The red colour we see in images of Mars is the result of iron rusting. Rocks and soil on the surface of Mars contained a dust composed mostly of iron and small amounts of other elements such as chlorine and sulhpur. The rocks and soil were eroded by wind and the dust was blown across the surface by ancient volcanoes. Recent evidence points to the very fine dust also being spread across the planet by water, backed up by the presence of channels and ducts across the surface of Mars.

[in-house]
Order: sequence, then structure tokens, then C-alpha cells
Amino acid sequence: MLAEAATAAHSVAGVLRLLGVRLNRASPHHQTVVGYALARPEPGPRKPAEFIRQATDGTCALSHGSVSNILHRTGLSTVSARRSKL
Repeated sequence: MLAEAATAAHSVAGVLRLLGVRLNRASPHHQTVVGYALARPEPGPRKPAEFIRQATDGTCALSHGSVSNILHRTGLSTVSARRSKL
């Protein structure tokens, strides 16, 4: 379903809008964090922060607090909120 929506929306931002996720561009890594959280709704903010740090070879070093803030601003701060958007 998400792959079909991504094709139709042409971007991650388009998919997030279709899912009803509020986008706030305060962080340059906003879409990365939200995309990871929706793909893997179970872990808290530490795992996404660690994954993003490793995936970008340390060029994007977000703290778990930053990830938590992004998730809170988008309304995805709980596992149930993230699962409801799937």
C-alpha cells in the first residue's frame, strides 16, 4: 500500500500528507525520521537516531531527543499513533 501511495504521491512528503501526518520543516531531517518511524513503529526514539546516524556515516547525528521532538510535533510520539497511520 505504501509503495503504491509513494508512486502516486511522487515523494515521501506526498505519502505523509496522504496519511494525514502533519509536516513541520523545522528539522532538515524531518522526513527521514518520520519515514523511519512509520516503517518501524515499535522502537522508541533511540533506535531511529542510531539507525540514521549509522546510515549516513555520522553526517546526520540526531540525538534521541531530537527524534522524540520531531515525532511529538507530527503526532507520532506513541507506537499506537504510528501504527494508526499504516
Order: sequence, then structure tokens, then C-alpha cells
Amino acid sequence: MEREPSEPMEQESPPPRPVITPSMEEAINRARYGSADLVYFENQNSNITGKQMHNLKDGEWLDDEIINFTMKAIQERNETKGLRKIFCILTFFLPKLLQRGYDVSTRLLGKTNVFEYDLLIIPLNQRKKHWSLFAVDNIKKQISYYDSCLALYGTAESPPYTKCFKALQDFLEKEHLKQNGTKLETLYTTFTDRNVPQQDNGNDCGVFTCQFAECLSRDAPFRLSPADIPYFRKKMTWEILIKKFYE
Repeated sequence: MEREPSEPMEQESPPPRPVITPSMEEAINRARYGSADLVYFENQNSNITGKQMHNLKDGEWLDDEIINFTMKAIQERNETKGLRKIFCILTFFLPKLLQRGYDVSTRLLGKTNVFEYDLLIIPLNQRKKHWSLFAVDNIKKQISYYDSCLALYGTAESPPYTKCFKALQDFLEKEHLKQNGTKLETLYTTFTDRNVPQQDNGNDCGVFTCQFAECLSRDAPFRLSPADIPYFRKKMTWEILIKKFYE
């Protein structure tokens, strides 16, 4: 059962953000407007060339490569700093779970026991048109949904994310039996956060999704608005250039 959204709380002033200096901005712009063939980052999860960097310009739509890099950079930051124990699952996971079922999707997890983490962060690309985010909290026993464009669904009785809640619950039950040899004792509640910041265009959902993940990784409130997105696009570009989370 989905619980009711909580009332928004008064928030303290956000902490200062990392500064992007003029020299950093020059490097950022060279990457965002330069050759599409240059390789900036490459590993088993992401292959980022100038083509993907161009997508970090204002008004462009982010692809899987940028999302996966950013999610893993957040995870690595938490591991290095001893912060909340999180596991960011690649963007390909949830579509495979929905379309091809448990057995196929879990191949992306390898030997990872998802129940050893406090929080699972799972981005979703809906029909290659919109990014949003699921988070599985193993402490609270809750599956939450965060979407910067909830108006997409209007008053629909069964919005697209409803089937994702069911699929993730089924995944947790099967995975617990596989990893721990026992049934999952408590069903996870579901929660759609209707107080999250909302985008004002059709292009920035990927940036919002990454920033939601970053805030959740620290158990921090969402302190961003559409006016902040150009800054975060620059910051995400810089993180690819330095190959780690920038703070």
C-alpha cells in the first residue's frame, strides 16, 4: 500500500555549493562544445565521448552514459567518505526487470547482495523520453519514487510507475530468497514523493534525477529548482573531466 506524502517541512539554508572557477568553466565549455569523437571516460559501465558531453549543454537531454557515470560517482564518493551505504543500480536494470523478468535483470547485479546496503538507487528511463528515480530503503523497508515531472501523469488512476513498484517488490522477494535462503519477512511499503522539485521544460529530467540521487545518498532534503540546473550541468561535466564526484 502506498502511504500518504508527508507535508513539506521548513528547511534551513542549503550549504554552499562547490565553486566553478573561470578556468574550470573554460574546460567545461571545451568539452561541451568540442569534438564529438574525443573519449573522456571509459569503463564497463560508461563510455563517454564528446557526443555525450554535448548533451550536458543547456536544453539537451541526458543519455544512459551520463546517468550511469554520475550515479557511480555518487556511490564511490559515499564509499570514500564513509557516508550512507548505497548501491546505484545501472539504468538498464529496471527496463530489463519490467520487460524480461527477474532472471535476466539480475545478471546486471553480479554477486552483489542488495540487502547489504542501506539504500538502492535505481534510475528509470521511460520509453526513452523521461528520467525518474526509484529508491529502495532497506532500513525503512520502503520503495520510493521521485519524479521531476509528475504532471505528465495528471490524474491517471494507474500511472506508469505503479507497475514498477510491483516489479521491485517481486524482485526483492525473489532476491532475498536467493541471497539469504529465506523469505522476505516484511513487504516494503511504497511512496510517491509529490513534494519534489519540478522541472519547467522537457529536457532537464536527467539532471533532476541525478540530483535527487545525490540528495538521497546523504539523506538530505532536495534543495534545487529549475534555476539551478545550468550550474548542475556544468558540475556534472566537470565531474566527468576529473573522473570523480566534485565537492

The iron within the dust reacted with oxygen, producing a red rust colour, while the sky appears red as storms carried the dust into the atmosphere. This dusty surface, which is between a few millimetres and two metres deep, sits above hardened lava composed mostly of basalt. The concentration of iron in this basalt is much higher than that on Earth, contributing to the red appearance of Mars.
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